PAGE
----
List-O-Rama: In Praise of... Awesome WTFery

List-O-Rama: In Praise of... Awesome WTFery

It's no secret that I have a soft spot for a bit of awesome WTFery in my books. I mean, what's better than a random ghost or punny names for one's body guarding agency?

No, I'm not exaggerating. Some people like sweet, fluffy reads, and that's great--but me, if I want fluff, I want it to be ridiculous, nonsensical and downright nuts. I call it Awesome WTFery. 

Here are some of my favorite WTF elements.

The Random Ghost

What? You don't talk a random ghost about your problems?

What? You don't talk a random ghost about your problems?

Dude. Hate on the ghost that pops up and gives characters advice all you want, I freaking love it!

Take Nora Roberts' Chesapeake Bay trilogy-cum-quartet (the existence of the fourth book still confuses me). Each of the three brothers is visited by their adoptive father's ghost and then at the end of the series, they all realize they've all been talking to the same ghost and it's an awesome brother bonding moment. Of course.

Could these books have worked without the random ghost? Sure. Would they have been as awesomely crazypants? No way.

Our Lives are in Danger--Let's Make Out

Obviously, if you're running from the law, the logical next step is some serious sexytimes. 

Now this is a tricky one for me. Sometimes it just annoys me. For example, in Jeri Smith-Ready's second Shade book, Shift, the two leads make out in a lake while hiding from the FBI. The logistics were so confusing that the scene didn't work for me. But in Laura's Griffin's Scorched (and most of her books), it's executed with WTF brilliance. Gage and Kelsey race across the Utah desert and, of course, have wild-ish sex amongst the cacti--as one does. I think the key to this WTF element is twofold:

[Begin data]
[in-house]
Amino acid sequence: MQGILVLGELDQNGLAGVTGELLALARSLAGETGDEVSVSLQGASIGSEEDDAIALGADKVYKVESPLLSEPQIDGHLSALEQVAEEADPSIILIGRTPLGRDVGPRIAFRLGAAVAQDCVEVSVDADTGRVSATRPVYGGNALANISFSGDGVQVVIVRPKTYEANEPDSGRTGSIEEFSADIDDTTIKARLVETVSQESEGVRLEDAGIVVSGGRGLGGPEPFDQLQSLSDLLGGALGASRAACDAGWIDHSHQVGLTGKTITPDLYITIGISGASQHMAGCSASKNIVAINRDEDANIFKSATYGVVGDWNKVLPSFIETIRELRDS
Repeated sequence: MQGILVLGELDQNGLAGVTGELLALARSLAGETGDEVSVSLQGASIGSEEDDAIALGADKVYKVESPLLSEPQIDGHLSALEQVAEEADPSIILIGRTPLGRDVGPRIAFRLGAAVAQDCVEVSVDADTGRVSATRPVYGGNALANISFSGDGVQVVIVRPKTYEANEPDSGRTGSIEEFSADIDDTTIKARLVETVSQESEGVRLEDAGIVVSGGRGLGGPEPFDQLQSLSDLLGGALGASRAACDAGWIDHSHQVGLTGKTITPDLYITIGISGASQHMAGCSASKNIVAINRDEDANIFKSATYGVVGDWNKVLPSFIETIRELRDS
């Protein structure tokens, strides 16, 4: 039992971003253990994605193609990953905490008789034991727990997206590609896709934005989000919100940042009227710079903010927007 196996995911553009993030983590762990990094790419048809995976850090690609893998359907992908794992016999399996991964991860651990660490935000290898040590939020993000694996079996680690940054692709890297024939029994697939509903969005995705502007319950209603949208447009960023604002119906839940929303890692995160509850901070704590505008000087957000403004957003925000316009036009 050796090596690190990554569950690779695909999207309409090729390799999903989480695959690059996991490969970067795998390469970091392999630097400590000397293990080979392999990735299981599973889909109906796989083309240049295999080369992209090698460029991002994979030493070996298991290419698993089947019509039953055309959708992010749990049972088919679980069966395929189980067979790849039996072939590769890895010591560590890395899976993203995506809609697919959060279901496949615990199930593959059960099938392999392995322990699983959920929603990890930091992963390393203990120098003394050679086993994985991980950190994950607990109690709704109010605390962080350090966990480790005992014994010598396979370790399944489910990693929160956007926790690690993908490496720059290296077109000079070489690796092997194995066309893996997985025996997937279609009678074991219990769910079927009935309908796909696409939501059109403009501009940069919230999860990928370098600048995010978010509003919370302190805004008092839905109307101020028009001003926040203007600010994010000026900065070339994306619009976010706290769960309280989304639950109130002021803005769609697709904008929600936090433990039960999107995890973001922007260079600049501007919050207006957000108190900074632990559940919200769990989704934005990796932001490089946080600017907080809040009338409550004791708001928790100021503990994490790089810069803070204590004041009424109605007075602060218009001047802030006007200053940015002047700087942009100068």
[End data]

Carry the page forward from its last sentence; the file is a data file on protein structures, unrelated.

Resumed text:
1. The threat needs to be partially abated prior to sexytimes--otherwise, it just seems straight-up foolish;
  2. It's shouldn't be an overly romantic scene--it should have an overt feeling of panic/impulsiveness.

Yes, I've thought about this extensively.

The Pretend Girlfriend/Boyfriend/Fiance/Spouse

Really, what could possibly go wrong if you pretend to be dating/married/engaged? Oh, right... Everything!

Obviously, there is absolutely nothing unusual about pretending to be in love with someone--possibly someone you don't even like--to impress your grandma/inherit a bunch of money/look cool to the boy you're crushing on/get out of debt/trick The Capitol and win the Hunger Games. Naturally, because this is totally how it works out in real life, the fake love interest always becomes a real love interest and everyone lives happily ever after.

This trope is pretty much my Kryptonite and I have no regrets.

By the way, I was horrified--HORRIFIED!--to discover there's no ultimate fake boyfriend list on Goodreads, so obviously, I had to make one. Please do me a solid and add to it so that I can totally read every book featuring this trope others can easily find their next favorite fake boyfriend book.


You guys, I love explosions.

I can illustrate this best by a conversation I had with my husband about a year ago.

Me: I wish there were more movies out that I wanted to see.
Husband: Well, that's because you only like movies with lots of explosions.
Me: No way! I totally love rom-coms!
Husband: *smirks*
Me: Like, I ADORE Grosse Point Blank!
Husband: *smirks* You know that's full of explosions, right?

One of my favorite book scenes ever is in Tomorrow, When the War Began and Ellie blows up a bridge with freaking tractor.

That's the definition of badass, y'all. 

Next time in List-O-Rama... I round up some Awesome WTFert of Note! I know you can't wait, right?

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